TCAD is a somewhat specialized area since not that many people design semiconductor processes compared to the number who design chips. Bit without TCAD there would be no chips. One area where the two domains intersect is that of SEE, where neutrons (mainly) can cause a flop or a memory bit to change. Since we live on a radioactive planet that is not going away and the smaller a transistor the less it needs to flip it.
Silvaco have a webinar coming up on the topic titled Simulating Total Dose, Prompt Dose, Damaging Fluence and SEU Using TCAD. It is Tuesday February 17th from 10-11am Pacific time. Her is what it will cover:
- Introduction to a newly available and recently declassified Total Dose model
- Description of the physical mechanisms accounted for in the Total Dose Model, including radiation induced de-trapping of trapped oxide holes.
- How certain bias conditions during radiation can reduce the trapped hole concentration in radiation hardened oxides, leading to radiation induced threshold voltage recovery (this is NOT the normal “rebound” effect caused by the slow formation of interface traps).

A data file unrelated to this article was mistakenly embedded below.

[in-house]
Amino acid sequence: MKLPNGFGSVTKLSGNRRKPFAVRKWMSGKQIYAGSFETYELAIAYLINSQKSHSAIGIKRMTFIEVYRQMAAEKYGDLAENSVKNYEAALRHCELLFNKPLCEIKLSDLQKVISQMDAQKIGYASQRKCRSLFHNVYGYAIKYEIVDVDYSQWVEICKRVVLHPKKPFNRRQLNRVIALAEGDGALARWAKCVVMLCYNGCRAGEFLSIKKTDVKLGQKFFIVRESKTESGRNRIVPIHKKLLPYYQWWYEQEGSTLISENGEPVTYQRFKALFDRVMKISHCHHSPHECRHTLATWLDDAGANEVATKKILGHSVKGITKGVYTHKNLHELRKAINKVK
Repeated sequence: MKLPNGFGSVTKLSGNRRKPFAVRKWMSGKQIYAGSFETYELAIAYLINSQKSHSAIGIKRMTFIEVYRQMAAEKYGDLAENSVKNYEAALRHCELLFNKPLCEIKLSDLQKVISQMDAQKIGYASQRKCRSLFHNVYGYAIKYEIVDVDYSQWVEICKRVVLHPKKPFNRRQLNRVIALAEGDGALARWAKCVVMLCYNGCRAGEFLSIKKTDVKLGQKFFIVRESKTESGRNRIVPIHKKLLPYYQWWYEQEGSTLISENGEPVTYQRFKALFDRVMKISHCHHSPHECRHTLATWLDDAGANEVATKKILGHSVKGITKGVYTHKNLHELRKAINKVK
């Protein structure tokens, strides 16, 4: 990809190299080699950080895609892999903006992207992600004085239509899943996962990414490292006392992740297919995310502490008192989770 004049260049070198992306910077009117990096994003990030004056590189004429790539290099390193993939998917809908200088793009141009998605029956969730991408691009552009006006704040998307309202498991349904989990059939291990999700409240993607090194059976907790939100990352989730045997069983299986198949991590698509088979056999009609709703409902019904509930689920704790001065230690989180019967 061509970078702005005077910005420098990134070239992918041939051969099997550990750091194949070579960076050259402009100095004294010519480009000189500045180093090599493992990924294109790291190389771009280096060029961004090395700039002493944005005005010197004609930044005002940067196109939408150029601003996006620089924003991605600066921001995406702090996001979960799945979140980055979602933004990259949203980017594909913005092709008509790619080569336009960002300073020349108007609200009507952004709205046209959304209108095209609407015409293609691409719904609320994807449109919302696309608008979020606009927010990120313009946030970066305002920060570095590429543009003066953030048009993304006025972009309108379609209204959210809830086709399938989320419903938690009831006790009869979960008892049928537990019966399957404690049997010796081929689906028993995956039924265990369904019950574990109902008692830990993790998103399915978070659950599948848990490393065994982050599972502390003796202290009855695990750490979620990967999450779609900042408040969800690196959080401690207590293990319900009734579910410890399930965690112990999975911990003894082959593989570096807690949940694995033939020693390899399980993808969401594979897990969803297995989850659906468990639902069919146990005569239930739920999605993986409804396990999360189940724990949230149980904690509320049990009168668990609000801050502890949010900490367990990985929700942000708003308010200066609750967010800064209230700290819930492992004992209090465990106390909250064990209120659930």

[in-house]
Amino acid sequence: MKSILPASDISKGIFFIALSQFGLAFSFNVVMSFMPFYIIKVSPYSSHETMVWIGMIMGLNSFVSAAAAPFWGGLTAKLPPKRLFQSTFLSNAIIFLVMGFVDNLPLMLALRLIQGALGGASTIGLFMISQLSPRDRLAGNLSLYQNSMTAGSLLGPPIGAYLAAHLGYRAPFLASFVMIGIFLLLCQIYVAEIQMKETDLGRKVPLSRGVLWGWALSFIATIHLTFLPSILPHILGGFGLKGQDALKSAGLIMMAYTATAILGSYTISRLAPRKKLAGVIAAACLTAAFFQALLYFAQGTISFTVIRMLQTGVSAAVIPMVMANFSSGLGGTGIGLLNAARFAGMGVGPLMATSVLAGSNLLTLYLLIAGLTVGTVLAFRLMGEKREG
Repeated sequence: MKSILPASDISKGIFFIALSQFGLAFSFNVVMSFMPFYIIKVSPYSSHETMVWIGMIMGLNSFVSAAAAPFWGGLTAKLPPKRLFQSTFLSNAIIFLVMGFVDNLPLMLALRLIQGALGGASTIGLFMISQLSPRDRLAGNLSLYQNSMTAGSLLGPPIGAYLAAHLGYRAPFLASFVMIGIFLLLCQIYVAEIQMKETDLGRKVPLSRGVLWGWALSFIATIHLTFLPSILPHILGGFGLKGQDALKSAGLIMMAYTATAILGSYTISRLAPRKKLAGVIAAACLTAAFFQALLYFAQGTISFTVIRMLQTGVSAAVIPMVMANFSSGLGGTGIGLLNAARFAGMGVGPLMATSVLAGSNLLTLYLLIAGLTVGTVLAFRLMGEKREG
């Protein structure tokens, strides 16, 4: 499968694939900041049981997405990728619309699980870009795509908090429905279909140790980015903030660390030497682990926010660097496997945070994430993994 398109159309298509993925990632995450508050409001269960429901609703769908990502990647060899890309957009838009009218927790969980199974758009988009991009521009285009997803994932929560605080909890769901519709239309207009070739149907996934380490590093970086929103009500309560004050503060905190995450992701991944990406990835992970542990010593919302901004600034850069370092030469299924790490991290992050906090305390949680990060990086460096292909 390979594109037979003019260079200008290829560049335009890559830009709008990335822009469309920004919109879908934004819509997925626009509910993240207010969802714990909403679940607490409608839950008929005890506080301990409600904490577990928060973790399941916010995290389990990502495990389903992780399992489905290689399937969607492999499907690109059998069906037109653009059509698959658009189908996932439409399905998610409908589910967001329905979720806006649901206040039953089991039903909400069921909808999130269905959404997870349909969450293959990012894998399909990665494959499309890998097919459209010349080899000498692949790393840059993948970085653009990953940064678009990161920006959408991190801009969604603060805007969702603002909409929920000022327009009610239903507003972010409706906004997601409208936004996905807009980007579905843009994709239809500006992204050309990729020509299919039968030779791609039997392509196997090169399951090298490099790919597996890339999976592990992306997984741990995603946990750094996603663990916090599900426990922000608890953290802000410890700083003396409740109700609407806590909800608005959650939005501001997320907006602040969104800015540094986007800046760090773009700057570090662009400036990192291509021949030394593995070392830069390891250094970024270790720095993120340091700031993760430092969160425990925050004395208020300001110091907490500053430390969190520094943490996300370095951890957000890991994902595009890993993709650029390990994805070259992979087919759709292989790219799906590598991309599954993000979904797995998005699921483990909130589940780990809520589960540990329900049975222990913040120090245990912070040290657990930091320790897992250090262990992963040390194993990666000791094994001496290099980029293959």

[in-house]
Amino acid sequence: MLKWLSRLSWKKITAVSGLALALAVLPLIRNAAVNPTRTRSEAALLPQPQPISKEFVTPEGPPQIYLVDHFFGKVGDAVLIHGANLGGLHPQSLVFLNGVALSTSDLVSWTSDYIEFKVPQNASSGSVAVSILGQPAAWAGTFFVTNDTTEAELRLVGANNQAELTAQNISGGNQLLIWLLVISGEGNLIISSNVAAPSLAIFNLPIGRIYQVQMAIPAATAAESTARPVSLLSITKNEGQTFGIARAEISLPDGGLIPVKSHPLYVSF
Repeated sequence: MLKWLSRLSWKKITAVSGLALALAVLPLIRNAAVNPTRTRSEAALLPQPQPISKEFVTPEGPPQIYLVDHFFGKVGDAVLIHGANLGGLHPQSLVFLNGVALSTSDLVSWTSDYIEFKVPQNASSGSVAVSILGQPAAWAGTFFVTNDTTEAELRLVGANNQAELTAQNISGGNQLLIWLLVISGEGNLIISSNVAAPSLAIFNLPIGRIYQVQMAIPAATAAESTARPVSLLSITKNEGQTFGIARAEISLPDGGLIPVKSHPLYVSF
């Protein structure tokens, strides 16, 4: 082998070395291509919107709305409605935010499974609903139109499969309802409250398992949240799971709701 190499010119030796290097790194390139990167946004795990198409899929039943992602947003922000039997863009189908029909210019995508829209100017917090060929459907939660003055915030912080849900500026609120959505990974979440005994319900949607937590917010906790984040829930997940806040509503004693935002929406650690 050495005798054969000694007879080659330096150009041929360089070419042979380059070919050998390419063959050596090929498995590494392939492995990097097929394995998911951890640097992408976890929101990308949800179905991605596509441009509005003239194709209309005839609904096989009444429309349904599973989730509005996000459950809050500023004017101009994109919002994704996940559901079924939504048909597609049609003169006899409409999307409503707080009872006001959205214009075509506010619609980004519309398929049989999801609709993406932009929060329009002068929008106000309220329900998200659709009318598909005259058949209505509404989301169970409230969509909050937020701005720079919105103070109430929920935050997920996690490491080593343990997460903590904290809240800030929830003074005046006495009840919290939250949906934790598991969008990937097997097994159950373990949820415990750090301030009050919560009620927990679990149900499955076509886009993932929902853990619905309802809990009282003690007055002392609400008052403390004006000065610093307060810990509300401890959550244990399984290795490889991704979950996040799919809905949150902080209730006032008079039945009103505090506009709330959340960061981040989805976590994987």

- How to simulate a particle fluence that creates damage in the semiconductor
- How to simulate transient, very high dose rate “prompt” events.
- Simulating other, more traditional high energy Single Particle Events (SEE)
- Examples include, threshold voltage shift and inter device leakage from Total Dose oxide charging, Image Sensor Damage from a fluence of protons, Prompt Dose effects on a circuit, Single Event Burnout (SEB) of a power PiN diode, Single Event Upset (SEU) of a 22nm SRAM
The presenter is Derek Kimpton, Principal Applications Engineer at Silvaco, who spent four years characterizing radiation effects on devices at Plessey Semiconductors in Lincoln, England. Whilst there he published the paper in Solid-State Electronics on a new and predictive total dose oxide charging model, that is the basis for the code implemented in Silvaco’s latest TCAD Victory Device simulator.
Who should attend? Well, all in the radiation effects community, with an interest in the simulation of radiation effects on electronic devices using physics based (TCAD) tools. But given that all chips are affected by radiation then everyone is at least peripherally affected by this. So although this is an area of increasing importance even to people who think it doesn’t affect them.
For more details and to registration are here.